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Immune protein may link chronic inflammation and frailty in older adults

Immune protein may link chronic inflammation and frailty in older adults

Chronic inflammation in people age 65 and older may be marked by frequent infections, pain, injuries and slow healing wounds. To make matters worse, the negative impact of chronic inflammation on older adults is often compounded by frailty—the state of aging characterized by weakness, weight loss, poor balance and other symptoms that makes older adults among the most vulnerable for accidents, mobility issues, poor outcomes following illnesses, and death.

In recent years, medical researchers have proposed that the dangerous connection between chronic inflammation and frailty may be due to a protein called interleukin-6 (IL-6). IL-6 is a cytokine, a molecule produced by immune system cells to help regulate the body’s response to injury or infection. It is one of the main stimulators of inflammation and fever, two of the mechanisms the immune system uses to restore health.

What isn’t known is how IL-6 contributes to the loss of physical ability commonly associated with increasing frailty during aging. To better understand this role, a Johns Hopkins Medicine research team genetically engineered a new mouse model that develops chronic inflammation but lacks IL-6. The model can be used to determine if the absence of IL-6 during uncontrollable chronic inflammation is enough to protect against the physical and functional decline observed with age.

The team’s findings were published in the February 2021 issue of the Journals of Gerontology, Series A.

To characterize their new mouse model, the researchers used a state-of-the-art metabolomic profiling assay that enabled them to define the unique chemical fingerprints involved in the development of chronic inflammation without IL-6.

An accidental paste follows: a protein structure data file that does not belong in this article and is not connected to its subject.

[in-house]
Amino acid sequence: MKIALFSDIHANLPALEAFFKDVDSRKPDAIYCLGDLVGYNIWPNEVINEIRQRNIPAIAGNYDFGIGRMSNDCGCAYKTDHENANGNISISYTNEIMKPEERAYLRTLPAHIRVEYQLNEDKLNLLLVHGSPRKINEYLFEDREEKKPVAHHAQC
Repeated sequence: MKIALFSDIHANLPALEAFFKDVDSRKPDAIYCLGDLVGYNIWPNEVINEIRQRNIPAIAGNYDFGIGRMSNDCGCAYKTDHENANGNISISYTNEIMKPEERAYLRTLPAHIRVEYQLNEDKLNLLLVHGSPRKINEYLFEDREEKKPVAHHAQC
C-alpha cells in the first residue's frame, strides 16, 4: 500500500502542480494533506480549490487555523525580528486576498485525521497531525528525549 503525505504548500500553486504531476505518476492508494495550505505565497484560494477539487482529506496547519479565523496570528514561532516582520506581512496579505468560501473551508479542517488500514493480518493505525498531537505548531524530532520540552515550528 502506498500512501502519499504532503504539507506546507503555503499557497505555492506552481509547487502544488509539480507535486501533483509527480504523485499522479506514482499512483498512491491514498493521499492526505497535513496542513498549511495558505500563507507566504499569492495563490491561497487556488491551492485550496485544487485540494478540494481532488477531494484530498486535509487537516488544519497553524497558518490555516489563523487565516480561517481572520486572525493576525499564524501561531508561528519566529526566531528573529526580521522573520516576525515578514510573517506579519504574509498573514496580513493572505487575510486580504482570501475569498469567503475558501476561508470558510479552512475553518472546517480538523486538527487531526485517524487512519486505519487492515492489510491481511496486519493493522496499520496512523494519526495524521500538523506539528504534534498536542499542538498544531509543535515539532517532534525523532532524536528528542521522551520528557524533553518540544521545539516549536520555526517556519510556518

They also used an advanced dynamic positron emission tomography–computed tomography (PET-CT) system to determine how the absence of IL-6 (with presence of inflammation) impacts energy production by mitochondria (the cell’s “energy factory”) in the hearts of the mice. Decline in energy production during aging is considered a major contributor to many age-related illnesses including heart failure and Alzheimer’s disease.

What the researchers found in frail mice lacking IL-6 were increases in circulating fat compounds—lysolecithins—that are important in maintaining healthy mitochondria function and decrease with age in humans. The frail mice lacking IL-6 also had increased heart energy production compared to the frail mice that produced IL-6. Together, these findings show that improvements in mitochondrial function occurred in frail mice when IL-6 was not present.

To determine if the enhancements in mitochondrial function translated to improvements in physical performance, the researchers used functional assessment tools commonly reserved for humans, such as running on a treadmill and grip strength. Treadmill running was chosen because of its similarity to human cardiac stress tests and because it assesses several systems at once: cardiovascular, skeletal muscle and pulmonary.

“Frail mice without IL-6 had short term improvements in running and fewer falls off the treadmill, but this improvement disappeared after three days,” says study senior author Peter Abadir, M.D., associate professor of medicine at the Johns Hopkins University School of Medicine. “Surprisingly, and perhaps counterintuitively, we observed dramatically higher mortality in these mice in the presence of chronic inflammation—as high as a fourfold increase compared with nonmodified mice and with mice that developed chronic inflammation but could still produce IL-6.”

The researchers say these results suggest multiple impacts for IL-6. While the deletion or absence of IL-6 may improve some molecular and physical functions, its absence in the context of stress or chronic inflammation also may precipitate a quick decline in health and eventually, death.

Hints of similar effects can be gleaned from clinical studies of human patients with autoimmune disorders who were taking treatments with antibodies against TNF alpha, a cytokine similar to IL-6. When these patients develop fever or signs of infection, clinicians often withhold their medication to allow the body to mount an immune response.

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